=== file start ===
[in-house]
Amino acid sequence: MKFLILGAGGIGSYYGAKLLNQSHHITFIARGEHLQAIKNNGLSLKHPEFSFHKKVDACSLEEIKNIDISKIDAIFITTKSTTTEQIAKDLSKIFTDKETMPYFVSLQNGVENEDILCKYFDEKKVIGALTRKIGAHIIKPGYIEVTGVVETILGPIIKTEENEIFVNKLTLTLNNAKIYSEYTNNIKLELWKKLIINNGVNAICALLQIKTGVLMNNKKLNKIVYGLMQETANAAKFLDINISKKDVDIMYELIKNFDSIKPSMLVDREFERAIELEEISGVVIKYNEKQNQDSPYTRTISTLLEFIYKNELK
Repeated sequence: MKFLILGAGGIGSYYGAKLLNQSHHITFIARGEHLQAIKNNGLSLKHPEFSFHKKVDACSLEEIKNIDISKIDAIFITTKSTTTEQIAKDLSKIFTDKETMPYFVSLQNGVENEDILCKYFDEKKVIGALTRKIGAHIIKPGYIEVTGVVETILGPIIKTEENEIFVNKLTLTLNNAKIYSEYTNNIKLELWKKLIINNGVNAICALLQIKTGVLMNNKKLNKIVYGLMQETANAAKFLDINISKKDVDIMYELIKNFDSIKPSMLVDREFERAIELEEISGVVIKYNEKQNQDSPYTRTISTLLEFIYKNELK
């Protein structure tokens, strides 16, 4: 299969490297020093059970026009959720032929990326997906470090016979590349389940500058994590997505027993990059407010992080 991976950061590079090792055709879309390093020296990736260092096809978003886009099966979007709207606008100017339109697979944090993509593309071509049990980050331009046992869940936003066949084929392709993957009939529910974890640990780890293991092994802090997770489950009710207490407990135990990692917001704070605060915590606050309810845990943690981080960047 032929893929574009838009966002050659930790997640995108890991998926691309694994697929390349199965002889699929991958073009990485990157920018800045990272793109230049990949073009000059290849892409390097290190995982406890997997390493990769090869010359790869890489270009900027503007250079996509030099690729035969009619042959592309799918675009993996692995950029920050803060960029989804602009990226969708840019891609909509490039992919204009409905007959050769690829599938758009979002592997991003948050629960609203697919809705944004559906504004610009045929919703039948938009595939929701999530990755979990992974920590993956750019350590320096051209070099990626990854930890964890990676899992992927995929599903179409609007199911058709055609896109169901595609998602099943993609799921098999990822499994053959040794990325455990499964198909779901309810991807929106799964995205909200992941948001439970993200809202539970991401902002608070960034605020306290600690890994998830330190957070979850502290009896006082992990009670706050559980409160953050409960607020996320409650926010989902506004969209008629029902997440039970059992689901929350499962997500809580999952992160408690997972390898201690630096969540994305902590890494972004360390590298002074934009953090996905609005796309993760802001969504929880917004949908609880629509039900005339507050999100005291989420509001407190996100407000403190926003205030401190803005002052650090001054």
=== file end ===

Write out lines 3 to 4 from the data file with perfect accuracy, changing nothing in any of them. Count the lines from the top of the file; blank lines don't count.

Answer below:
Repeated sequence: MKFLILGAGGIGSYYGAKLLNQSHHITFIARGEHLQAIKNNGLSLKHPEFSFHKKVDACSLEEIKNIDISKIDAIFITTKSTTTEQIAKDLSKIFTDKETMPYFVSLQNGVENEDILCKYFDEKKVIGALTRKIGAHIIKPGYIEVTGVVETILGPIIKTEENEIFVNKLTLTLNNAKIYSEYTNNIKLELWKKLIINNGVNAICALLQIKTGVLMNNKKLNKIVYGLMQETANAAKFLDINISKKDVDIMYELIKNFDSIKPSMLVDREFERAIELEEISGVVIKYNEKQNQDSPYTRTISTLLEFIYKNELK
């Protein structure tokens, strides 16, 4: 299969490297020093059970026009959720032929990326997906470090016979590349389940500058994590997505027993990059407010992080 991976950061590079090792055709879309390093020296990736260092096809978003886009099966979007709207606008100017339109697979944090993509593309071509049990980050331009046992869940936003066949084929392709993957009939529910974890640990780890293991092994802090997770489950009710207490407990135990990692917001704070605060915590606050309810845990943690981080960047 032929893929574009838009966002050659930790997640995108890991998926691309694994697929390349199965002889699929991958073009990485990157920018800045990272793109230049990949073009000059290849892409390097290190995982406890997997390493990769090869010359790869890489270009900027503007250079996509030099690729035969009619042959592309799918675009993996692995950029920050803060960029989804602009990226969708840019891609909509490039992919204009409905007959050769690829599938758009979002592997991003948050629960609203697919809705944004559906504004610009045929919703039948938009595939929701999530990755979990992974920590993956750019350590320096051209070099990626990854930890964890990676899992992927995929599903179409609007199911058709055609896109169901595609998602099943993609799921098999990822499994053959040794990325455990499964198909779901309810991807929106799964995205909200992941948001439970993200809202539970991401902002608070960034605020306290600690890994998830330190957070979850502290009896006082992990009670706050559980409160953050409960607020996320409650926010989902506004969209008629029902997440039970059992689901929350499962997500809580999952992160408690997972390898201690630096969540994305902590890494972004360390590298002074934009953090996905609005796309993760802001969504929880917004949908609880629509039900005339507050999100005291989420509001407190996100407000403190926003205030401190803005002052650090001054």